Ludique

Interviews

Dustin Lane

Dustin Lane

You do primarily video, but did photography come first for any period when you were younger? As like a stepping stone? Or did photography always just come second hand as a result of shooting video?

Growing up my focus was mostly painting and drawing, though I played with film and digital stills cameras in High School. I developed my obsession around the time I was 21 or 22 after buying a medium format camera and looking at work from photographers like Joel Sternfeld, Alec Soth, and Mitch Epstein. 

I was listening to your Wandering DP interview and you said that you try to supply stills for every shoot you do. How often during a shoot would you say you usually stop to take photos? 

I like to shoot lots of photos on the scout to use in discussing setups with the director. Sometimes they end up becoming references for frames we shoot with the cinema camera as well. The more free form and exploratory the project, and the more open access we have to our environment and subjects, the more stills I tend to shoot.

What percentage of the rest of the photos you take come from location scouting? And during that process, do you ever feel like you want to hold back from sharing an image (one for the scouting that’s more of a reference) until you actually shoot it in the video?

Most of the photographs I post are from my own travels and explorations rather than jobs or scouts. Typically I’m also posting images a few days or even weeks behind taking them, so it would be tough for anyone to have context of what is from a project or not. 

You keep your photographs in that 16x9 ratio. My guess would be because you’re so used to it and want to showcase your eye as a Cinematographer into the imagery for people to notice. And stay consistent on your feed with whatever you choose. Is that fair to say? If not, why so? Do you ever feel like it constrains the shot? And do you ever take any vertical photos but just not post them? 

Aspect ratios are an odd thing. The 16x9 (1.77) frame feels very cinematic for me when it comes to a still, but to be honest its my least favorite to frame for with cinematography. I’d much rather have the spread of an anamorphic 2.40 frame, or the restriction and classical look of 1.33. No one ratio is the perfect shape, and I like to change things up often between both mediums. I shoot lots of work vertically and in the native aspects of medium and large format film, but do like the consistency of 16x9 for Instagram. 

I found your work through Instagram, then I went later on and checked out your video work afterwards. How big a platform and tool has Instagram been for you personally to get your work out there?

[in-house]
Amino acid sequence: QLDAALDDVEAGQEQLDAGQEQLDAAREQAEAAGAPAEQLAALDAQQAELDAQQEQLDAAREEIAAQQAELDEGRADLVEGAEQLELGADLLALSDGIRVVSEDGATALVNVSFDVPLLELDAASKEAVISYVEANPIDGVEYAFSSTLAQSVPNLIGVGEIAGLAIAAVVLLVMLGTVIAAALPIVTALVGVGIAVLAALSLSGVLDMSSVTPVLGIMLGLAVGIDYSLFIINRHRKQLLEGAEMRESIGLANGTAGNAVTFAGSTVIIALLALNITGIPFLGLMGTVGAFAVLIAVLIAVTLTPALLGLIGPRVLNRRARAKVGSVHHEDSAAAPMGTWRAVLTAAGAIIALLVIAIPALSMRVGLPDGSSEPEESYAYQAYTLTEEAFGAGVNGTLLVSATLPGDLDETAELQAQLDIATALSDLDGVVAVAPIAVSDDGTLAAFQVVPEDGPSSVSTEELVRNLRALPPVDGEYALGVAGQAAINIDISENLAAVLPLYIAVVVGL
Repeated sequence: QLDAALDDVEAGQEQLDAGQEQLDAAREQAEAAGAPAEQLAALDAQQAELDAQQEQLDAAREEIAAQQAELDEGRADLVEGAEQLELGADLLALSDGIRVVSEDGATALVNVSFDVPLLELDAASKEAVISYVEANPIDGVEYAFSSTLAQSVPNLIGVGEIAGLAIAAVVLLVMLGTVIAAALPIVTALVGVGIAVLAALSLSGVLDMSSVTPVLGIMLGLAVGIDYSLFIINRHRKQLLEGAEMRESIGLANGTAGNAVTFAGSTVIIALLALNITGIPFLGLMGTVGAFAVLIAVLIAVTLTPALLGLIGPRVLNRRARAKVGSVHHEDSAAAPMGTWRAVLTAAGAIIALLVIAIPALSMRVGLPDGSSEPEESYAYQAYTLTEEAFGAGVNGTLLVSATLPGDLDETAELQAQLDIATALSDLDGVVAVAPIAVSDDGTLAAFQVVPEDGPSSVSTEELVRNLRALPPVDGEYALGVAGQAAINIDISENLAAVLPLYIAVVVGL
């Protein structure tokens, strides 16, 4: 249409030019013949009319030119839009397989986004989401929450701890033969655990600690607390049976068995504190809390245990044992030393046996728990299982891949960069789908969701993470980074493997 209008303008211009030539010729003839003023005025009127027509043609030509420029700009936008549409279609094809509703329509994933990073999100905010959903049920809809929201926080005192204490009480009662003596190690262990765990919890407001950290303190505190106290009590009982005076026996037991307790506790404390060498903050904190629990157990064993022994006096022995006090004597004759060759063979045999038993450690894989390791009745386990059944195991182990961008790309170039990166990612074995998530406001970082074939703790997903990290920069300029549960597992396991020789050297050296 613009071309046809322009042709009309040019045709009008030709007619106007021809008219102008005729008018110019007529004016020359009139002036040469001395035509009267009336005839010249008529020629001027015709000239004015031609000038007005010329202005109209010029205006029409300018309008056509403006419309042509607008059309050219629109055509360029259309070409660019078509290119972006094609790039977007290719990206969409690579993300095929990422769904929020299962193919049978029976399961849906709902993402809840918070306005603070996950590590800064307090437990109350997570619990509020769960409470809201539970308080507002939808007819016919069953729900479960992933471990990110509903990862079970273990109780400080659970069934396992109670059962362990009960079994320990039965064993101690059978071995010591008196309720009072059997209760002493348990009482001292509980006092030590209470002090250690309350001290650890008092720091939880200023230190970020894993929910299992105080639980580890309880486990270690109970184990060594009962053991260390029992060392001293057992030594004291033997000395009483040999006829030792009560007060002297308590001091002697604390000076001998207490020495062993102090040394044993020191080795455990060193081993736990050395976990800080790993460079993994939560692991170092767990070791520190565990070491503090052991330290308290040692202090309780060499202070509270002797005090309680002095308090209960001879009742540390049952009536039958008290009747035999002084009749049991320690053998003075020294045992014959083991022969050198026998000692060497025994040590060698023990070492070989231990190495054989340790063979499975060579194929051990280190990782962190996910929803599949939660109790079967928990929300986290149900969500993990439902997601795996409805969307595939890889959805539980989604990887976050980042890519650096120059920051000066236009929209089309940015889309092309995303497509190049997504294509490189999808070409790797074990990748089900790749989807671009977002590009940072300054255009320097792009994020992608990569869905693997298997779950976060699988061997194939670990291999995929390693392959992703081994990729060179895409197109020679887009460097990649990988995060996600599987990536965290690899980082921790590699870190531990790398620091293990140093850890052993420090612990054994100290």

Instagram works for me like a portfolio or reel in that if someone recommends me for a job, you can - in a couple of swipes - get a feel for my personal taste and aesthetic. It has definitely helped me connect with like-minded filmmakers that have become great collaborators. 

What do you prefer shooting your stills on?

Film will always be the first love, and I greatly enjoy the digital darkroom experience of scanning my own negatives, but I simply want to shoot more and see results faster than film can accommodate with my schedule and constant travel. I currently like the Fuji digital system, it stays out of your way and the dynamic range is wonderful. 

How would you personally describe your style? When going for a shot, is there anything specific you look for? Or is it just based off instinct?

I think I work mostly from instinct. I am always looking for settings, compositions, and lighting that evoke a certain feeling. 

You seem to have a particular fascination with (certain) cars in your photos, usually parked and only one in the shot. Is this a common theme you notice yourself or just a subconscious habit? 

The cars for me are somewhat autobiographical. I grew up around those kinds of cars. Late 70’s, early 80’s Lincoln, Cadillac, Oldsmobile. My grandparents had these cars. My first car was a hand me down 85 Cutlass Supreme. 

Are the people who influence your video work the same ones who influence your photo work? Whether yes or no, who are they all?

I am influenced in both mediums by image makers of all kinds. Currently the photography of Bill Jacobson, Cody Cobb, Brian Schutmaat, Cinematography by Christopher Blauvelt, Greig Fraser, Robbie Ryan. 

What is your editing process and style like for stills compared to video?

With cinematography, I am always handing my footage away for someone else to mold as they please, unless I'm working with one of my closer collaborators, but with photography I am able to stay wholly in control. With both mediums I try to keep color correction to a naturalistic minimum. 

You have a lot of classic American and small town imagery in your work. What draws you to that type of environment and world as something you want to capture and share through your work?

I grew up in a small Southern town. It’s the landscape of my memories. I like places that feel lived in, with heavy impressions of the people who inhabit them. 


www.dustin-lane.com

Interview by Jack Sommer

Jack Sommer